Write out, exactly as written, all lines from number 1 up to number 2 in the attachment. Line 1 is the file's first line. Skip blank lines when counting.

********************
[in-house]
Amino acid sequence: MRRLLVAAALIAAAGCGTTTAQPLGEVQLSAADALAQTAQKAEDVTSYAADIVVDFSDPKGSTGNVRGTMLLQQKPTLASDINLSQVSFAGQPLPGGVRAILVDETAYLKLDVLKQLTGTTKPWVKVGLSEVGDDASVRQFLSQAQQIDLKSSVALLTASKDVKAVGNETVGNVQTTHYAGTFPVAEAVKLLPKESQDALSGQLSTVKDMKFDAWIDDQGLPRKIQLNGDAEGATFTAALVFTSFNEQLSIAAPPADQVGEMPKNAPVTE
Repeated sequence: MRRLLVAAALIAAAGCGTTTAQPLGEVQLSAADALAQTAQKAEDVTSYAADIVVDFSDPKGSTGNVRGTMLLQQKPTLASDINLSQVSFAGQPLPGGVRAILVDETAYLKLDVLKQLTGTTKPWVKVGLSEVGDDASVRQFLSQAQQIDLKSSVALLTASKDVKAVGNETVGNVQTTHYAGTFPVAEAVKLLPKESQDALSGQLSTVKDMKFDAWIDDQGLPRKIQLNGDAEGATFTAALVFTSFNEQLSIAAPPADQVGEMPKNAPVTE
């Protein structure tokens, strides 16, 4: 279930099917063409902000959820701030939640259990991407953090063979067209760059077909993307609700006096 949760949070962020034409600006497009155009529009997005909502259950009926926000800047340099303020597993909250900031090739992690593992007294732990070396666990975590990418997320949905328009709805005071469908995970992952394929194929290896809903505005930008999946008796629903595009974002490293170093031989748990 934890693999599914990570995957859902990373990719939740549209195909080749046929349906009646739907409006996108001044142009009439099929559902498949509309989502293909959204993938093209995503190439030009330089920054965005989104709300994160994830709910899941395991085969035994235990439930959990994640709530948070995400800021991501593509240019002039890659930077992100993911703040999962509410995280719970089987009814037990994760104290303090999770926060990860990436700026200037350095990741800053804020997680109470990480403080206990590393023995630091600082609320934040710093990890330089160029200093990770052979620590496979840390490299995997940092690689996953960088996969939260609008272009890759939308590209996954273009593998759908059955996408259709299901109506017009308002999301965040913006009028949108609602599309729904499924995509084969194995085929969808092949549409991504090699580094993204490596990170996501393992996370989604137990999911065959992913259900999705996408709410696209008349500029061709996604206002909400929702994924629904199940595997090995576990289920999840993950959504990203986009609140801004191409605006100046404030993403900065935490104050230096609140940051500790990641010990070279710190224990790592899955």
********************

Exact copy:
[in-house]
Amino acid sequence: MRRLLVAAALIAAAGCGTTTAQPLGEVQLSAADALAQTAQKAEDVTSYAADIVVDFSDPKGSTGNVRGTMLLQQKPTLASDINLSQVSFAGQPLPGGVRAILVDETAYLKLDVLKQLTGTTKPWVKVGLSEVGDDASVRQFLSQAQQIDLKSSVALLTASKDVKAVGNETVGNVQTTHYAGTFPVAEAVKLLPKESQDALSGQLSTVKDMKFDAWIDDQGLPRKIQLNGDAEGATFTAALVFTSFNEQLSIAAPPADQVGEMPKNAPVTE